How to learn to analyze companies

How to understand whose securities are worth buying and whose not, and how not to invest in bonds that will default

By lending to Gazprom or lending to small growing companies, a private investor is always at risk. Together with a representative of a rating agency and a credit analyst, we figure out how to properly assess the risks of different categories of borrowers, are there universal algorithms for analyzing issuers, what to look for in the first place when choosing bonds in your portfolio yourself and how not to invest in securities that will fall into default …


READ IN THE ARTICLE:

✔ Three echelons of borrowers

✔ Types of risks: what should a bond investor be afraid of?

✔ Credit risk: ratings to help

✔ Small cap companies: fast analysis algorithm

✔ How not to buy bonds that will default: tips from a credit analyst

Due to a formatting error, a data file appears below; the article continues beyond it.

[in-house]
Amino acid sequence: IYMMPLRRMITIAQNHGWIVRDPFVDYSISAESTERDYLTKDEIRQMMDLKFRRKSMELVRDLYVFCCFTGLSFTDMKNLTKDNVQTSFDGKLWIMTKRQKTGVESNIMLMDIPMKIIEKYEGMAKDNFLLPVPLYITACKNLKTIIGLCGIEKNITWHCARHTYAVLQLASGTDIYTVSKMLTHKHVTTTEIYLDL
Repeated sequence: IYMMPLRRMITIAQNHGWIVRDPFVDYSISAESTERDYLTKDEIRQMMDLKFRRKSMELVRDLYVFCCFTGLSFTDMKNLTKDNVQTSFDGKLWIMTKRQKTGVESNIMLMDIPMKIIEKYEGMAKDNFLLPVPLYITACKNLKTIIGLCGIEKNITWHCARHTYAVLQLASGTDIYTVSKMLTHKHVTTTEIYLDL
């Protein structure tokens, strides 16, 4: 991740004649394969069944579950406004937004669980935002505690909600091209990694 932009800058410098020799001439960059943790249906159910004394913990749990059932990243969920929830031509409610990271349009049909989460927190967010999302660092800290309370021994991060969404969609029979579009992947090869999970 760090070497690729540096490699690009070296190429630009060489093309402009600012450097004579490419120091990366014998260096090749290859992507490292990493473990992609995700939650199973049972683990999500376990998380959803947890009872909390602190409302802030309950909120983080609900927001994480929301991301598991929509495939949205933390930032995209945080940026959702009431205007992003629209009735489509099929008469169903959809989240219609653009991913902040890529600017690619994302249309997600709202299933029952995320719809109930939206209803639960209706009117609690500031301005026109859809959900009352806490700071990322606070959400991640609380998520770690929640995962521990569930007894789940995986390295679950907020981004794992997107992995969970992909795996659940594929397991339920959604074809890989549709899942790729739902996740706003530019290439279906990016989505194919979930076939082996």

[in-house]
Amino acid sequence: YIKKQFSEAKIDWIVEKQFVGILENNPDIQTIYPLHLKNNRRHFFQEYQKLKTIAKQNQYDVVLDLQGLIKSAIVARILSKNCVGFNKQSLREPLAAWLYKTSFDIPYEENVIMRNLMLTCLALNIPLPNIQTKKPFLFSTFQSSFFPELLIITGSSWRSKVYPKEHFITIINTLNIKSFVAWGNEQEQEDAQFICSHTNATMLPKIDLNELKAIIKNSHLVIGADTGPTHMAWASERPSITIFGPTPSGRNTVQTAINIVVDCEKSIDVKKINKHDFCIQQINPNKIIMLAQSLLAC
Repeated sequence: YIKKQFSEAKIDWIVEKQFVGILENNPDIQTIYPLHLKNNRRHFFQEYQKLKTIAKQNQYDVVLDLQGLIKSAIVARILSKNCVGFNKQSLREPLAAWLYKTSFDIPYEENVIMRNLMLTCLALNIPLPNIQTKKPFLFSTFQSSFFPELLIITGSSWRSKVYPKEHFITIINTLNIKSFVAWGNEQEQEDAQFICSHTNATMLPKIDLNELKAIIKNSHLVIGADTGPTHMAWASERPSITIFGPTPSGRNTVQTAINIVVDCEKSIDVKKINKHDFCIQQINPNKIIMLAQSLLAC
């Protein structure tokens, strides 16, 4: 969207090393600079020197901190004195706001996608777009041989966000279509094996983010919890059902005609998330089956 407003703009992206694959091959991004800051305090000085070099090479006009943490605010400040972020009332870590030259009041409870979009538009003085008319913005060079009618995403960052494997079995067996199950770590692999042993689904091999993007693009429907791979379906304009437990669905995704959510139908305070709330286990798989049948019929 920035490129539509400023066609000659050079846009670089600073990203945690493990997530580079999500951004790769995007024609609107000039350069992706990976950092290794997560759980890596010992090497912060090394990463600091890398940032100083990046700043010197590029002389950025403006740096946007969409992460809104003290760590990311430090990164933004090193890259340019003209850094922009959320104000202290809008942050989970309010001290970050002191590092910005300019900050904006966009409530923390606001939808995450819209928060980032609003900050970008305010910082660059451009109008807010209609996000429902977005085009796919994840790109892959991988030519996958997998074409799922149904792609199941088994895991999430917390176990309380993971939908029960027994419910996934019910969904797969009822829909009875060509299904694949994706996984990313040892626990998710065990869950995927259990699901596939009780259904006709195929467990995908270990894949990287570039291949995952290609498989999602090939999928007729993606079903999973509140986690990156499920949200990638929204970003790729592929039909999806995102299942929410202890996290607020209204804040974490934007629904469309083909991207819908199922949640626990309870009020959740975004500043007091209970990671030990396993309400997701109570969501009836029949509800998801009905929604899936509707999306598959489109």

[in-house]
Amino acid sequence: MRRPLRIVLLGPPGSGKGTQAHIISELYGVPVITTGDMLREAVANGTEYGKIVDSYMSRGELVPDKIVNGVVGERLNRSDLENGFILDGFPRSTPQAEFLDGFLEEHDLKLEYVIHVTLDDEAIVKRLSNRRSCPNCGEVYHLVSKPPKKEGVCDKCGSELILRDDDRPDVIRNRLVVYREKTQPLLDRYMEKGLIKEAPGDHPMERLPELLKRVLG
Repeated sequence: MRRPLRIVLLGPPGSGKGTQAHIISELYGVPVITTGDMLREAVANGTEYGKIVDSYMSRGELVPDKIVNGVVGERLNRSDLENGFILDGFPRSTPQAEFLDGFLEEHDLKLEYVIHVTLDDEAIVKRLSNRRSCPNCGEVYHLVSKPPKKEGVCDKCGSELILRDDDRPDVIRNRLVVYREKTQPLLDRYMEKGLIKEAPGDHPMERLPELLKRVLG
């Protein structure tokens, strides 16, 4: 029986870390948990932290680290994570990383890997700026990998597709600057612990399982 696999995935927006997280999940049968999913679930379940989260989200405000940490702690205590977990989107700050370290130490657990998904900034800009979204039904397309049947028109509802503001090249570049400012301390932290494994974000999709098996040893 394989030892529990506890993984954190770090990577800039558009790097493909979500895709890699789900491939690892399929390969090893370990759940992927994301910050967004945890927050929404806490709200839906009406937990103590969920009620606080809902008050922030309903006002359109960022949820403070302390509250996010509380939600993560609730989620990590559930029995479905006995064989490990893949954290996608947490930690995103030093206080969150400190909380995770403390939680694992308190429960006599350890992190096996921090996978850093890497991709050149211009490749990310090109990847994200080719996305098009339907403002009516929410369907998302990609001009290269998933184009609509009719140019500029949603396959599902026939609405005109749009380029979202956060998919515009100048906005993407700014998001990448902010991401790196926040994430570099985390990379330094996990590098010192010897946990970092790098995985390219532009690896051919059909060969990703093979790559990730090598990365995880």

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Three echelons of borrowers

The corporate ruble bond market in Russia is a popular source of capital raising for a variety of companies. Among them there are large quasi-government issuers , strong medium-sized borrowers, and small-cap companies. All issuers that borrow on the market with bonds are often divided into three echelons.

The largest stratum of issuers is the first echelon of borrowers , which include large backbone companies, as a rule, with state participation. For example, Rosneft, Gazprom, Russian Railways, Sberbank and others. Their bonds are highly liquid and low-risk. It is these “blue chips” that account for the bulk of trading on the secondary bond market in the corporate segment.